There aren’t many large randomized controlled trials of these apps. Smaller studies have looked at them and have identified these essential components of a successful app: personalized engagement; feedback the patient can do something about; and connection to healthcare providers.

Several studies showed good results for improving glucose control, but none of the studies went on for very long with many lasting only three months. Given the short timeframes, it is uncertain whether the apps were responsible for any change in glucose levels. After all, a 2011 survey found that a quarter of downloaded health apps in general were used only once. Three quarters of them were used no more than ten times.

mHealth and Blood Pressure

High blood pressure (HBP) is widespread, chronic and a major risk factor for CVD. Best practices for treating it combine drug therapy and lifestyle counseling for exercise, healthy eating and smoke-free living.

MHealth technology offers an opportunity to improve access to HBP care. People spend a few hours a year with a physician or nurse, but we spend 5,000 waking hours each year making choices that affect our health.

Self-measured BP (SMBP) monitoring seems to be beneficial. It is recommended as part of HBP management and for seeing if a treatment is working and if patients are following their treatment plans.

The panel focused on things that offered something beyond simply self-monitoring, like adding support to the patients’ usual care. Among the best studies that focused on SMBP plus usual care, there was a net reduction in systolic BP of between 2.1 mm Hg to 8.3 mm Hg.

Even though most studies lasted less than six months and none lasted longer than a year, they showed promise. However, because HBP is chronic, the panel recommended longer-term investigation.

mHealth and Cholesterol

Between 10 percent and 20 percent of Americans have high cholesterol, which contributes to atherosclerosis.

Research has shown that educating patients about their condition and self-management can help. Promising tools are starting to be available for managing high cholesterol. These include home lipid testing with a smartphone, educational apps and Web portals for patients and their providers. Although evidence suggests some benefit to these apps, there isn’t much available on this yet.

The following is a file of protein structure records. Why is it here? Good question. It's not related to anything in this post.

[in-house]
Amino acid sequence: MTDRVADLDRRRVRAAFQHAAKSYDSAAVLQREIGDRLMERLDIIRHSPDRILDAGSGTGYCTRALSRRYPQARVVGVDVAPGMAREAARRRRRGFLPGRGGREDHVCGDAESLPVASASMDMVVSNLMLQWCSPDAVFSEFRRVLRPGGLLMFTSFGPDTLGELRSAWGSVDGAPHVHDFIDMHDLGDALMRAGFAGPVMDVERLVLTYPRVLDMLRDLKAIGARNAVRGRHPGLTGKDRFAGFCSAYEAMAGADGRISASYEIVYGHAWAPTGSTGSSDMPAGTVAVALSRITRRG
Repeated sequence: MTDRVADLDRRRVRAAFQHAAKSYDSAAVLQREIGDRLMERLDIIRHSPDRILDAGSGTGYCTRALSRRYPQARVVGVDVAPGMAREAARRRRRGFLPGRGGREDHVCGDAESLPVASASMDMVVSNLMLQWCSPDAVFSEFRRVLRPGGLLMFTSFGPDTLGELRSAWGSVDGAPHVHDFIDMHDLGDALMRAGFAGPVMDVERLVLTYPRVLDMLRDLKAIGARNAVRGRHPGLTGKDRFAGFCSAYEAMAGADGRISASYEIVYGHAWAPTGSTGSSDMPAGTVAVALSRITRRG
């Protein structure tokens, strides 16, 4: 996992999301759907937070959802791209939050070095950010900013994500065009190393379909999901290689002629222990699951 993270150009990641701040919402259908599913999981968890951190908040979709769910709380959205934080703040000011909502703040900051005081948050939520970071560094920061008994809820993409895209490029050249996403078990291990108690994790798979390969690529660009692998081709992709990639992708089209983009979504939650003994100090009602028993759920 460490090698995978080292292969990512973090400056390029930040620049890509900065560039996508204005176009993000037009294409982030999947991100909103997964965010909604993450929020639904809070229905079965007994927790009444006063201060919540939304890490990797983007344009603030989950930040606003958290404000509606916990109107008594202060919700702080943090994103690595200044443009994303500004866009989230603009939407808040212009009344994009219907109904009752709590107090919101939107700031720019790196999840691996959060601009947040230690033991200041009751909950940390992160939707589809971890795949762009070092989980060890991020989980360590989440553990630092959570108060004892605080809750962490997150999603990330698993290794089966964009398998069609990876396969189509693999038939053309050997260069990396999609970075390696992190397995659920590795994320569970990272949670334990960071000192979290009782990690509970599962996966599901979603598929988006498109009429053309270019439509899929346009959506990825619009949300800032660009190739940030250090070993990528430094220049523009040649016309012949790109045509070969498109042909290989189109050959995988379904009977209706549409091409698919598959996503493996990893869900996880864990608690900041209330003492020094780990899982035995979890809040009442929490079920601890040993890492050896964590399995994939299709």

The number of apps will continue to grow and it will be important to study whether they can be effective at achieving the outcomes they were developed to address.

Because this is a relatively new field, there is little to no data on whether patients continue to use mHealth long term — an important consideration given the chronic nature of conditions such as HBP and diabetes. Though apps show promise for the treatment and prevention of CVD, right now there is a lack of data backing up their claims.

Lora E. Burke, Ph.D., M.P.H., lead author of the statement and professor of nursing and epidemiology at the University of Pittsburgh had this to say: “The fact that mobile health technologies haven’t been fully studied doesn’t mean that they are not effective. Self-monitoring is one of the core strategies for changing cardiovascular health behaviors. If a mobile health technology, such as a smartphone app for self-monitoring diet, weight or physical activity, is helping you improve your behavior, then stick with it.”

This information is provided as a resource to our readers. The tips, products or resources listed have not been reviewed or endorsed by the American Heart Association.